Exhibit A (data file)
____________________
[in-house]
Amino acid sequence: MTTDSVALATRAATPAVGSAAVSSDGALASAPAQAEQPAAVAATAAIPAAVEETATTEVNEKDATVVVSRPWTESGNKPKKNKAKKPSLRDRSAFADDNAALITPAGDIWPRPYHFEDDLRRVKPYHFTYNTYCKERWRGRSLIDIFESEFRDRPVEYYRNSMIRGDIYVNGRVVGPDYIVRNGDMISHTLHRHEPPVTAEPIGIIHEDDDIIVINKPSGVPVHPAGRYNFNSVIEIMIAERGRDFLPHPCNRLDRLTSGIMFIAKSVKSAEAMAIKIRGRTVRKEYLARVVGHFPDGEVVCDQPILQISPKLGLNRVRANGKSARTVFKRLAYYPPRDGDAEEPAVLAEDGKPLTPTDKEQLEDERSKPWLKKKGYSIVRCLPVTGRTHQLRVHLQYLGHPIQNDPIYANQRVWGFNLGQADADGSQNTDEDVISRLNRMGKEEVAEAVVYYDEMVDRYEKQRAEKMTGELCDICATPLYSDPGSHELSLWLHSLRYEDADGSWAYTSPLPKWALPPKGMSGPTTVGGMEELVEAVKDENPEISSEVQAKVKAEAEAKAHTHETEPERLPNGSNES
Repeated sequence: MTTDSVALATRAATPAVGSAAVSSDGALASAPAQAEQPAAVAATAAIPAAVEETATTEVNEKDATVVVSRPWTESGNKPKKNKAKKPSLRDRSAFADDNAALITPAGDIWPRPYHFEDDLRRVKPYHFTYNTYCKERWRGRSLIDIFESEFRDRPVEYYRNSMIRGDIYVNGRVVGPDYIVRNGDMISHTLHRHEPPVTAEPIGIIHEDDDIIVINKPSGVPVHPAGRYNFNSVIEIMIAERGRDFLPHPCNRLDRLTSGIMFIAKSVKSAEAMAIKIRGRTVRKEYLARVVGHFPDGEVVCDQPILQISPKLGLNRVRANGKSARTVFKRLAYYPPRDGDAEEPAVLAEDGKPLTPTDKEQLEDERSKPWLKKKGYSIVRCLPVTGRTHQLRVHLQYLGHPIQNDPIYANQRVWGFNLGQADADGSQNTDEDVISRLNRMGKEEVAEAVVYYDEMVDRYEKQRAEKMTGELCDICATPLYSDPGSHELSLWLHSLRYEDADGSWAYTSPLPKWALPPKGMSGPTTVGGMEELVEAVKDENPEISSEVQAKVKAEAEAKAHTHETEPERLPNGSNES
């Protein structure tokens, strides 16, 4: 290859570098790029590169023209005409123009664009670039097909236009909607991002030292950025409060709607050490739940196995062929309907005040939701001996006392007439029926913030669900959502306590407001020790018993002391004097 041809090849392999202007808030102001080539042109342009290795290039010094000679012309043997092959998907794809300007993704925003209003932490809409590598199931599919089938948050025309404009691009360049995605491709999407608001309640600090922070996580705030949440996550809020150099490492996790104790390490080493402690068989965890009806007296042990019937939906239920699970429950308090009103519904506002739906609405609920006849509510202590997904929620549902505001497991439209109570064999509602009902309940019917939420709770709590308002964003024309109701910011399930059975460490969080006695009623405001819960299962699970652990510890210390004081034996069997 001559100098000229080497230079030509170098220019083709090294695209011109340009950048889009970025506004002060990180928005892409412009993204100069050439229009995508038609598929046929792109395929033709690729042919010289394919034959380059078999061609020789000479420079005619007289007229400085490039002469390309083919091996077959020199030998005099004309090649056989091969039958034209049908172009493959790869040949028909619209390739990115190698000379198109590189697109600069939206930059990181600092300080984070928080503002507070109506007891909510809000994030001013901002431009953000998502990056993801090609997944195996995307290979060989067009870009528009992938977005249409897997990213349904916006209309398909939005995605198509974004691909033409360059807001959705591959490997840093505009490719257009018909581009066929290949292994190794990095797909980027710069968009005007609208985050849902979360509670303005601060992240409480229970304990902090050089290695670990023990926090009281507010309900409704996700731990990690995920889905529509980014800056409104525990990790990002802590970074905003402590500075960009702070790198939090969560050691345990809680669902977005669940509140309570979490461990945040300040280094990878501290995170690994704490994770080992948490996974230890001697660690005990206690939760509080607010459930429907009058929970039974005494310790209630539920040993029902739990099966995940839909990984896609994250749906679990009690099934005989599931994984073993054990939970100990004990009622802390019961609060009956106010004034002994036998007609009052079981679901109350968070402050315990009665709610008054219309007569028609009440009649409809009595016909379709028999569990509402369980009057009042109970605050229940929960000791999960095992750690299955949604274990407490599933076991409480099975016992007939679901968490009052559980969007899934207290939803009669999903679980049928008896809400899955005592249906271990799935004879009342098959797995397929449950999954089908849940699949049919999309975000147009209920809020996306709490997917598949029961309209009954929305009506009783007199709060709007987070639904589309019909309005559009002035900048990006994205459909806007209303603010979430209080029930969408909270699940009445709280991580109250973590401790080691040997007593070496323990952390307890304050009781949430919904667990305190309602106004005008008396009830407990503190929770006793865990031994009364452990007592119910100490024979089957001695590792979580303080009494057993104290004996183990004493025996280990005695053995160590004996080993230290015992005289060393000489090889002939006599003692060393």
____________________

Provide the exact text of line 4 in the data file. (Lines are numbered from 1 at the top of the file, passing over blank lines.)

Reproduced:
């Protein structure tokens, strides 16, 4: 290859570098790029590169023209005409123009664009670039097909236009909607991002030292950025409060709607050490739940196995062929309907005040939701001996006392007439029926913030669900959502306590407001020790018993002391004097 041809090849392999202007808030102001080539042109342009290795290039010094000679012309043997092959998907794809300007993704925003209003932490809409590598199931599919089938948050025309404009691009360049995605491709999407608001309640600090922070996580705030949440996550809020150099490492996790104790390490080493402690068989965890009806007296042990019937939906239920699970429950308090009103519904506002739906609405609920006849509510202590997904929620549902505001497991439209109570064999509602009902309940019917939420709770709590308002964003024309109701910011399930059975460490969080006695009623405001819960299962699970652990510890210390004081034996069997 001559100098000229080497230079030509170098220019083709090294695209011109340009950048889009970025506004002060990180928005892409412009993204100069050439229009995508038609598929046929792109395929033709690729042919010289394919034959380059078999061609020789000479420079005619007289007229400085490039002469390309083919091996077959020199030998005099004309090649056989091969039958034209049908172009493959790869040949028909619209390739990115190698000379198109590189697109600069939206930059990181600092300080984070928080503002507070109506007891909510809000994030001013901002431009953000998502990056993801090609997944195996995307290979060989067009870009528009992938977005249409897997990213349904916006209309398909939005995605198509974004691909033409360059807001959705591959490997840093505009490719257009018909581009066929290949292994190794990095797909980027710069968009005007609208985050849902979360509670303005601060992240409480229970304990902090050089290695670990023990926090009281507010309900409704996700731990990690995920889905529509980014800056409104525990990790990002802590970074905003402590500075960009702070790198939090969560050691345990809680669902977005669940509140309570979490461990945040300040280094990878501290995170690994704490994770080992948490996974230890001697660690005990206690939760509080607010459930429907009058929970039974005494310790209630539920040993029902739990099966995940839909990984896609994250749906679990009690099934005989599931994984073993054990939970100990004990009622802390019961609060009956106010004034002994036998007609009052079981679901109350968070402050315990009665709610008054219309007569028609009440009649409809009595016909379709028999569990509402369980009057009042109970605050229940929960000791999960095992750690299955949604274990407490599933076991409480099975016992007939679901968490009052559980969007899934207290939803009669999903679980049928008896809400899955005592249906271990799935004879009342098959797995397929449950999954089908849940699949049919999309975000147009209920809020996306709490997917598949029961309209009954929305009506009783007199709060709007987070639904589309019909309005559009002035900048990006994205459909806007209303603010979430209080029930969408909270699940009445709280991580109250973590401790080691040997007593070496323990952390307890304050009781949430919904667990305190309602106004005008008396009830407990503190929770006793865990031994009364452990007592119910100490024979089957001695590792979580303080009494057993104290004996183990004493025996280990005695053995160590004996080993230290015992005289060393000489090889002939006599003692060393």